Another way to market yourself that you may have missed

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04/26/2016 | Author: Editorial Staff

You get a lot out of knowledge out of the designations and certifications you’ve earned, but are you really using them in every way you could? Start making them a part of your marketing plan with these tips.

Spell it out. If you’re using the acronym after your name in your signature block, spell it out instead. Many people don’t know what the acronyms stand for, and it will be more effective marketing when people see you’re a Real Estate Negotiation Expert instead of wondering what "RENE" means.

Think beyond your signature block. When you communicate with prospects and clients, point out those acronyms and how having them makes your services more valuable. Of course, you can do this during a conversation, but you can also put these details on your website or in your listing presentation presentation packet. For example, you could say, “I’ve earned the Military Relocation Professional certification, which means I know how to help current and former members of the military take advantage of military benefits when buying a home.”

Use your designation’s ready-made marketing materials. Did you know that many designations and certifications come with free, ready-made marketing materials? Once you’ve earned your designation or certification, you gain access to these materials that may include postcards, web banner ads, and fliers. Visit the Designations & Certifications section of to find direct links to several designations’ and certifications’ home pages for more information.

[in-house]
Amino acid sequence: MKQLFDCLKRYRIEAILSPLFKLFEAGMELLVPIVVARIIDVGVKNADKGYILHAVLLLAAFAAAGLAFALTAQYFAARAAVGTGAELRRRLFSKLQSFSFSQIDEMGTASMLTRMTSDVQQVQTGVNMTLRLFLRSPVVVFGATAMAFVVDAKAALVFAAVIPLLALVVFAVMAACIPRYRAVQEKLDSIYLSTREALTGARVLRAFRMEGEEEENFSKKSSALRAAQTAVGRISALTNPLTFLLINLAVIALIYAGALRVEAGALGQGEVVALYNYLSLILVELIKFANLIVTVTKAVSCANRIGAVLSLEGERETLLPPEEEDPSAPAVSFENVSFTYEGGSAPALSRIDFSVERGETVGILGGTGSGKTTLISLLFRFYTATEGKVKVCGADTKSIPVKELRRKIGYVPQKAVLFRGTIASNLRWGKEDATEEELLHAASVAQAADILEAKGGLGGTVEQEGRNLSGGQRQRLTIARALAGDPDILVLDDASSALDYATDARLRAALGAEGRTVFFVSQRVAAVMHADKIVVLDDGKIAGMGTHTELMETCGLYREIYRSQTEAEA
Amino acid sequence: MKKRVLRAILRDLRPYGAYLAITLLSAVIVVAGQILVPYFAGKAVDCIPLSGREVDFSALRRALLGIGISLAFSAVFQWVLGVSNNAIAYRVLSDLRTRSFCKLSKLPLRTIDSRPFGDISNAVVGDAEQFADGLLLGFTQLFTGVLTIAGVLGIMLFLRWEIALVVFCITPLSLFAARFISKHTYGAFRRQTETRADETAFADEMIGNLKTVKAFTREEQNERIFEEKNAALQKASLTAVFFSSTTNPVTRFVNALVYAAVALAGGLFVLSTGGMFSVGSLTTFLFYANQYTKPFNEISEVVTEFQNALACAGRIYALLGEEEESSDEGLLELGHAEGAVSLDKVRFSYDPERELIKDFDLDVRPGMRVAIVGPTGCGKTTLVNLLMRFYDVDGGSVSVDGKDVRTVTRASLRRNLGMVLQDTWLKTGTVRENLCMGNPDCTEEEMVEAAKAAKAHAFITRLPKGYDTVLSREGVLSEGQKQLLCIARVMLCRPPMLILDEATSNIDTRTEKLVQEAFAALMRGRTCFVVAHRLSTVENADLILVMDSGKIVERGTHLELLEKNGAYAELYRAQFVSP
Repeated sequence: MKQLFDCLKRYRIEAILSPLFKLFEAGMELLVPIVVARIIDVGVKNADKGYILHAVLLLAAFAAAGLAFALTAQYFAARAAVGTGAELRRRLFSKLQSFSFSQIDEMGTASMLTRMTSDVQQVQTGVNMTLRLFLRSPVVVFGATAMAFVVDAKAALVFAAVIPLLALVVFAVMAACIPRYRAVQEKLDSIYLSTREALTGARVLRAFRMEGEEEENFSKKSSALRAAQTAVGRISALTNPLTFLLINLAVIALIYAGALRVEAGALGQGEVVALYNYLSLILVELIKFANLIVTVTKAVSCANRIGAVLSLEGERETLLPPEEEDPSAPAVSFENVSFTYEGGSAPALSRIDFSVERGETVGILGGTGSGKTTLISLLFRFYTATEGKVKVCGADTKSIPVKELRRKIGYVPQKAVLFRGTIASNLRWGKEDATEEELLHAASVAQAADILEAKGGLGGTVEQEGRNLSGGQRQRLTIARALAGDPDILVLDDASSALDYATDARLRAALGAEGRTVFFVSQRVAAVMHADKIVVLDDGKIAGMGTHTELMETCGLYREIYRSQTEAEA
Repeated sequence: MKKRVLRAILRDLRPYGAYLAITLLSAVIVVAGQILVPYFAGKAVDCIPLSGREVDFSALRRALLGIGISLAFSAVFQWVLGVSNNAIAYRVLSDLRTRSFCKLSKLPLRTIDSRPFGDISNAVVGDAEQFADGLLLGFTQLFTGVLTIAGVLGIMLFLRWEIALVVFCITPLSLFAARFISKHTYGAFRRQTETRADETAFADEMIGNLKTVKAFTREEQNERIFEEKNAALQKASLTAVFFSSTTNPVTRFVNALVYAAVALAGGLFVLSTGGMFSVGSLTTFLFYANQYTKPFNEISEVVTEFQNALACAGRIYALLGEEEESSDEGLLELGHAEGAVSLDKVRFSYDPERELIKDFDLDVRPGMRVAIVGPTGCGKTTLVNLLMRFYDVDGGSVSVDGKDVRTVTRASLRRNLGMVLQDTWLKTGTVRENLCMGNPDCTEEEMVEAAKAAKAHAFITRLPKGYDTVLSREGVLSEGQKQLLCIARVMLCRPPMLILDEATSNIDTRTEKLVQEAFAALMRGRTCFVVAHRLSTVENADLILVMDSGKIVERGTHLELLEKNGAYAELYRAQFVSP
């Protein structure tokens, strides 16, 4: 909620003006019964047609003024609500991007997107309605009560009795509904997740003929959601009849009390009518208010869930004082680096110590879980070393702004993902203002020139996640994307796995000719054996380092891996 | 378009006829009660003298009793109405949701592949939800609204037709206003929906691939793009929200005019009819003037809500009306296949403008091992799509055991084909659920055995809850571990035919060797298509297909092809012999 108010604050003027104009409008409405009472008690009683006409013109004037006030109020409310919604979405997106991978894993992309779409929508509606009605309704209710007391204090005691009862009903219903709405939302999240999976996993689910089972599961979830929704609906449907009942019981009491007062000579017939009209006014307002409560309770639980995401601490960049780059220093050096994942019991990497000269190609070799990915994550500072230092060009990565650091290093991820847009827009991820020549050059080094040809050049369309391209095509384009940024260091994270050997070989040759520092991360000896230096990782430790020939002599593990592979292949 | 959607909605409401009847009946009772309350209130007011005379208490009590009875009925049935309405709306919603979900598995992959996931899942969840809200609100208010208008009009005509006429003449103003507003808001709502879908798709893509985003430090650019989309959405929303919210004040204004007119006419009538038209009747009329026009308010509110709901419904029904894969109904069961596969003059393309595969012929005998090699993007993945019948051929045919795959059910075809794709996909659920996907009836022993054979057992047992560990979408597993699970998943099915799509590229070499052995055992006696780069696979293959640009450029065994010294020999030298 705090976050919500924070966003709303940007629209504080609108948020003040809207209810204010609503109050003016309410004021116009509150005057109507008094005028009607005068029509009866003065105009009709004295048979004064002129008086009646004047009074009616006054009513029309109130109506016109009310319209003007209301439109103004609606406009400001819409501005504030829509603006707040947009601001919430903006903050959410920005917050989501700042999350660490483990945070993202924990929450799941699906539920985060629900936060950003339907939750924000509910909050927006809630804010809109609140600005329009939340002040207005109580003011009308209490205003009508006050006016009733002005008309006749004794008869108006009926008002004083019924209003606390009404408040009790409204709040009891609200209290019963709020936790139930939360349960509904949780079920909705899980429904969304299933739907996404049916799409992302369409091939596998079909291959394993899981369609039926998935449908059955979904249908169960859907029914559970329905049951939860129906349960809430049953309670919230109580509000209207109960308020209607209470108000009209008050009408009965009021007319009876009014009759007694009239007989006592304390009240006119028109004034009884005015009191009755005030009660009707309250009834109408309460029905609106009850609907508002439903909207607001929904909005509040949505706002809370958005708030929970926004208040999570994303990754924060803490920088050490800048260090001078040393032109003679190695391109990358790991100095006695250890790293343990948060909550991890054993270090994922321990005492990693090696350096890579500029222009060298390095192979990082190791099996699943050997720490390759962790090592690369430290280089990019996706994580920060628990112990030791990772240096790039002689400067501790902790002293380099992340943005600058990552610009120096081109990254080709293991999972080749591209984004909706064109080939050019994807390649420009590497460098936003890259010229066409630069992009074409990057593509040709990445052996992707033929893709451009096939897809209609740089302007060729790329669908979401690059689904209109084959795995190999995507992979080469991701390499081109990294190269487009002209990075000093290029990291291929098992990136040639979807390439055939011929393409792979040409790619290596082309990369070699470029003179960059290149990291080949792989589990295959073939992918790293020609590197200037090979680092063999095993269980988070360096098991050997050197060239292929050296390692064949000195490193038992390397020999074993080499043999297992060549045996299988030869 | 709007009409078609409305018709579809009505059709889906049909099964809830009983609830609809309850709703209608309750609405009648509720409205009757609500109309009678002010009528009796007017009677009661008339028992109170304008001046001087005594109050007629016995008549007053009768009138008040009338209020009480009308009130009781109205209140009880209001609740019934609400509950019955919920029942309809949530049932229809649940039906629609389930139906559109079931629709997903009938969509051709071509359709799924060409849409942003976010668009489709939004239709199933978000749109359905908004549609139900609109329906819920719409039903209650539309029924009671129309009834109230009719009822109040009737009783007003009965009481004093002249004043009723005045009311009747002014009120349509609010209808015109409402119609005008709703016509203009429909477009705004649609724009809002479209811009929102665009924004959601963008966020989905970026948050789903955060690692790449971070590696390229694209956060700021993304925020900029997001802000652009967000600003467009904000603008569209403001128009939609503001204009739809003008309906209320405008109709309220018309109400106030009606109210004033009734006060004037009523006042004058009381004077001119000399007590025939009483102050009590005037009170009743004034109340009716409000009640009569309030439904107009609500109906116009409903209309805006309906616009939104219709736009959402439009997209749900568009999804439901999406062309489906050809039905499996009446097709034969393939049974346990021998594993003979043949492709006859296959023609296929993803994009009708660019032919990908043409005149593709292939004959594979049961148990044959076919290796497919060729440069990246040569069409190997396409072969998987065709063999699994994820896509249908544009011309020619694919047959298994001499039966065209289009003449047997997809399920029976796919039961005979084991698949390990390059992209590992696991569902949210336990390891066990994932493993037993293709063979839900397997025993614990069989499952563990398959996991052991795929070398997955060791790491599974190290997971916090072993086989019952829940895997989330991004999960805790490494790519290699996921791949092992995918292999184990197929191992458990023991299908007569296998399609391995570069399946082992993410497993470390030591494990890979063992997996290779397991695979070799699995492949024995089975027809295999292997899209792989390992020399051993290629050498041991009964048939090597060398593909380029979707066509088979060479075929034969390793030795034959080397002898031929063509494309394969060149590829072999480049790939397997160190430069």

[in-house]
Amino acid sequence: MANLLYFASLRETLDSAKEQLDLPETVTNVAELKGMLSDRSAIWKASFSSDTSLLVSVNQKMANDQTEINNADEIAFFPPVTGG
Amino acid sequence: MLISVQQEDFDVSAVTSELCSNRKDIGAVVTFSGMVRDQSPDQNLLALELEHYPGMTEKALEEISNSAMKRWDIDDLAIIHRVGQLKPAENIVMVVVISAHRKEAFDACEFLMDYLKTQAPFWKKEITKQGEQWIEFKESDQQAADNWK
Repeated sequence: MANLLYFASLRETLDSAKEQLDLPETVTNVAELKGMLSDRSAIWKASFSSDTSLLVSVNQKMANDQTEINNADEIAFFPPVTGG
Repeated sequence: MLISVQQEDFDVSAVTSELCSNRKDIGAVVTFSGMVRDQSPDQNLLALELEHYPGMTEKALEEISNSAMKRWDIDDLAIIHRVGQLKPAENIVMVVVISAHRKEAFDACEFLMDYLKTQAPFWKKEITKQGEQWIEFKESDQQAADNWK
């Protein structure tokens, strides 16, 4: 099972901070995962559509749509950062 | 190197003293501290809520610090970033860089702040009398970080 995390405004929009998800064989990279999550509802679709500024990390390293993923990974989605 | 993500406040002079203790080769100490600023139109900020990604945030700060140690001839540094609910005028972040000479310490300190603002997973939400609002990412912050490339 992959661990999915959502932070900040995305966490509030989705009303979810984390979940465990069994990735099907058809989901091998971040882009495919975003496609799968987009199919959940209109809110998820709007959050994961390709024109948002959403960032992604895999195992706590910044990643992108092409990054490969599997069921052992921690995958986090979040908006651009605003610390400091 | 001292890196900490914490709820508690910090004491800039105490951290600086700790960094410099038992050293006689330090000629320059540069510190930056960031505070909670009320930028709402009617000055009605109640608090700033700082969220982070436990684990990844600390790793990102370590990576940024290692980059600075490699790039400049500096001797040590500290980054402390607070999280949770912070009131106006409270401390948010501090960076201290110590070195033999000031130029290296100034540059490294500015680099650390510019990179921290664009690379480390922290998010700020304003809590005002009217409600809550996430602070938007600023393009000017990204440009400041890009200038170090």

Categories: Business tips
Tags: marketing, designations, business tips


THERESA AKIN on 04/30/2016

This can easily be explained on one’s website, email signature and/or the back of the agent’s business card.

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The material provided here is for informational purposes only and is not intended and should not be considered as legal advice for your particular matter. You should contact your attorney to obtain advice with respect to any particular issue or problem. Applicability of the legal principles discussed in this material may differ substantially in individual situations.

While the Texas Association of REALTORS® has used reasonable efforts in collecting and preparing materials included here, due to the rapidly changing nature of the real estate marketplace and the law, and our reliance on information provided by outside sources, the Texas Association of REALTORS® makes no representation, warranty, or guarantee of the accuracy or reliability of any information provided here or elsewhere on Any legal or other information found here, on, or at other sites to which we link, should be verified before it is relied upon.

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